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The Scottish Wars of Independence

Part I

Ewan J. Innes, MA(Hons Scot. Hist.) FSA Scot

1995

Synopsis:  This essay summarizes the history of the Scottish Wars of Independence up to 1329.

Please see my copyright policy if you wish to cite any part of this essay.

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In 1286, Alexander III, King of Scots, died when he fell off a cliff at Kinghorn in Fife while riding to see his wife on a stormy March night. The successor to the Scottish throne was his granddaughter Margaret (a sickly three year old girl, the daughter of the King of Norway and the late Margaret, Alexander's daughter). All of Alexander's other children having pre-deceased their father. The earls and other great magnates had accepted Margaret as the heir to the throne and arrangements were made to bring her to Scotland. In the meantime several Guardians were appointed to govern the realm in the Queen's absence. Discussions were held with Edward I of England to prevent any instability. Edward was very generous and kind, and after much diplomacy, a treaty was signed whereby the new queen was to marry Edward's own son, also Edward.

Had this treaty ever taken effect who knows what would have happened to both England and Scotland. In the event, Margaret died in Orkney, never seeing her kingdom.

After her death, Edward brought out his claims of overlordship of Scotland. This was based on a trawl through the records of every monastic house in England. He used the treaty of Falaise (where William the Lion had signed away Scotland) despite the fact that it had been canceled by the Quit-claim of Canterbury. Having been frustrated by the Guardians on the grounds that whether Scotland was subject to England was a matter for the king of Scots and not them. Edward therefore got every claimant to the throne to swear fealty to him for the realm of Scotland if he chose them.

So, the situation is this. Margaret's death had left 13 claimants to the throne, although only 3 were worth looking at. Bruce, Balliol and Count Florence. This last claim was important as he claimed that Alexander had signed a paper whereby the succession went through him in the event of Alexander dying leaving no heirs. Unfortunately, he was unable to find the paper despite a lengthy adjournment. So we are left with the Bruce and Balliol claims. Bruce claimed through the second daughter of David earl of Huntingdon, while Balliol claimed through the elder daughter of the same man. Bruce argued that he was closer in line as he was the son of the second daughter while Balliol was only the grandson of the elder daughter. In the event, after much legal argument, the stronger claim won, that of Balliol. He was undoubtedly the rightful claimant to the throne whether or not he would make a good king.

So, Balliol was crowned in 1292, and was faced with constant pressure from Edward to acknowledge him as his overlord. To Balliol's credit he refused to do so. In 1295, Edward gave the Scots an ultimatum. He wanted every man of rank to attend him on his forthcoming invasion of France. This was one step to far and the Scots instead signed a treaty of mutual aid with France. In consequence, Edward invaded Scotland instead.

The invasion of 1296 saw the beginning of the wars of independence. Scotland would now be in almost constant conflict with England for the next 300 years. To put this in perspective it should be understood that the two nations had been on fairly friendly terms for the preceding century. Even when there was conflict it was fairly low key.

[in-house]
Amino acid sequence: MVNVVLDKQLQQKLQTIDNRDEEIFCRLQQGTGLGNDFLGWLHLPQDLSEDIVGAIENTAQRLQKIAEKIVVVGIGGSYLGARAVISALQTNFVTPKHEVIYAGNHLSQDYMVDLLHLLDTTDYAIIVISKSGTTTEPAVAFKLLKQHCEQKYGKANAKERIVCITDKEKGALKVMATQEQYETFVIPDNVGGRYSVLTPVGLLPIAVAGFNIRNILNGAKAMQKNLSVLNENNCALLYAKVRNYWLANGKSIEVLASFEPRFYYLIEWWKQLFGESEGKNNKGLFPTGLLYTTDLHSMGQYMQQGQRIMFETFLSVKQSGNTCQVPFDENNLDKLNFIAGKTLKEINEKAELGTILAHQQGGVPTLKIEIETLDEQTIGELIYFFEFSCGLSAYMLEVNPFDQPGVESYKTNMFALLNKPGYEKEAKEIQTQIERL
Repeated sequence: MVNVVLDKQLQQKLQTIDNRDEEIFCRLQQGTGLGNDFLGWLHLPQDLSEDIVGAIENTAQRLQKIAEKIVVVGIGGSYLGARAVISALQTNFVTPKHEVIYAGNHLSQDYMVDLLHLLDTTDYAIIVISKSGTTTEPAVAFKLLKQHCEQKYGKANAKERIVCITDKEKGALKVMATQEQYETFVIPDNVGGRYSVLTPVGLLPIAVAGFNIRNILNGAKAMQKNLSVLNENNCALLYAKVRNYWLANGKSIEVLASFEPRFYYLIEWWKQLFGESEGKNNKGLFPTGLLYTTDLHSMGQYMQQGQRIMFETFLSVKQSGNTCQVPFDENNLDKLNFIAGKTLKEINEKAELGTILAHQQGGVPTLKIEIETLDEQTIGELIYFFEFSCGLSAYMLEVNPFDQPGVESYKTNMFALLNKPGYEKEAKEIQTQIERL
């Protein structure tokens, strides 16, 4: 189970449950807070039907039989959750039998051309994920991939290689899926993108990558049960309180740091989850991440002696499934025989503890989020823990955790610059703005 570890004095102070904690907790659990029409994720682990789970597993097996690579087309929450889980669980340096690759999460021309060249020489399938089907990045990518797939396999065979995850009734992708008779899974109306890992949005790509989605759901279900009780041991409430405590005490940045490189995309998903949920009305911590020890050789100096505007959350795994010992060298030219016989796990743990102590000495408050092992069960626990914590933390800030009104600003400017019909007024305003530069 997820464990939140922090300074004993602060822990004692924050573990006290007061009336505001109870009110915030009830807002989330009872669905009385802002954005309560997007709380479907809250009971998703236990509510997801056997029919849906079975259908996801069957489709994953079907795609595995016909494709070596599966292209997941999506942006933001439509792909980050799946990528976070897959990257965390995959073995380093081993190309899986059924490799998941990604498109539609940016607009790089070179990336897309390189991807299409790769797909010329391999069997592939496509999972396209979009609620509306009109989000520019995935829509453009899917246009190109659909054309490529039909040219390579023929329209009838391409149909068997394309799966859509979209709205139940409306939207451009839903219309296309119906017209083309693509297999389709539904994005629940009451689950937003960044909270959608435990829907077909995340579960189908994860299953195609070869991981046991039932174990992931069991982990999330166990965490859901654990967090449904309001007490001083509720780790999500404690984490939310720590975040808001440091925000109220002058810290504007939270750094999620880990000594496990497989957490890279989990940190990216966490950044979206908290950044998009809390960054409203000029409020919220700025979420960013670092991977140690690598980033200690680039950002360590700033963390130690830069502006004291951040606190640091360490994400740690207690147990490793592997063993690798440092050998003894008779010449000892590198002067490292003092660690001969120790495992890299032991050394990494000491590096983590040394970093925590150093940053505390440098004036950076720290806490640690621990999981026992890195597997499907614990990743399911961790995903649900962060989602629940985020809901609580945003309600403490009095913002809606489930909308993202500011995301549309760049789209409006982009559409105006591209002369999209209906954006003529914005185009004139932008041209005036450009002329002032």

Edward began his invasion at Berwick. The town was besieged and after a short struggle, the town was sacked and the inhabitants put to the sword, literally. A group of Flemish merchants were burnt to death in their guild hall at the express orders of Edward. The numbers of dead caused severe problems and they were ordered to be thrown into the sea, or into deep pits. The English army stayed at Berwick while a probe in force was sent towards Dunbar. There they routed the main Scottish army, back from raiding the north of England.

After the defeat of the Scottish army, Edward went on a progress through Scotland. On the way, he took the Scottish piece of the true cross, the black rood, the Stone of Destiny (or at least what he was told was the stone!) and stripped Balliol of his heraldic arms. Having thus secured Scotland, he went south again.

Why you may ask did the Scots not put up much of a fight? Well the simple answer to that is they hadn't fought a serious battle since 1235, when Alexander II subjugated Galloway. The last battle had been at Largs in 1265, but that wasn't really a battle being more of a skirmish on the shore with the Norwegians. In consequence the Scots were badly equipped to face Edward, and an English army which had fought many times on the continent. They were moreover badly equipped to deal with the heavy chivalric horse and archers which English armies were equipped with.

Having subjugated Scotland, Edward now demanded that all nobles and landholders swear fealty to him at either Berwick or to their local justiciar or Sheriff. The names of all those who took this oath were then put on a list, this list is now known as the Ragman Rolls. One notable exception to this was the son of a Lanarkshire knight named Malcolm Wallace and his brother William.

The Wallaces had probably come from Shropshire originally sometime during the twelfth century and had gained land in the parish of Paisley. There they were subject to the lordship of the Stewarts.

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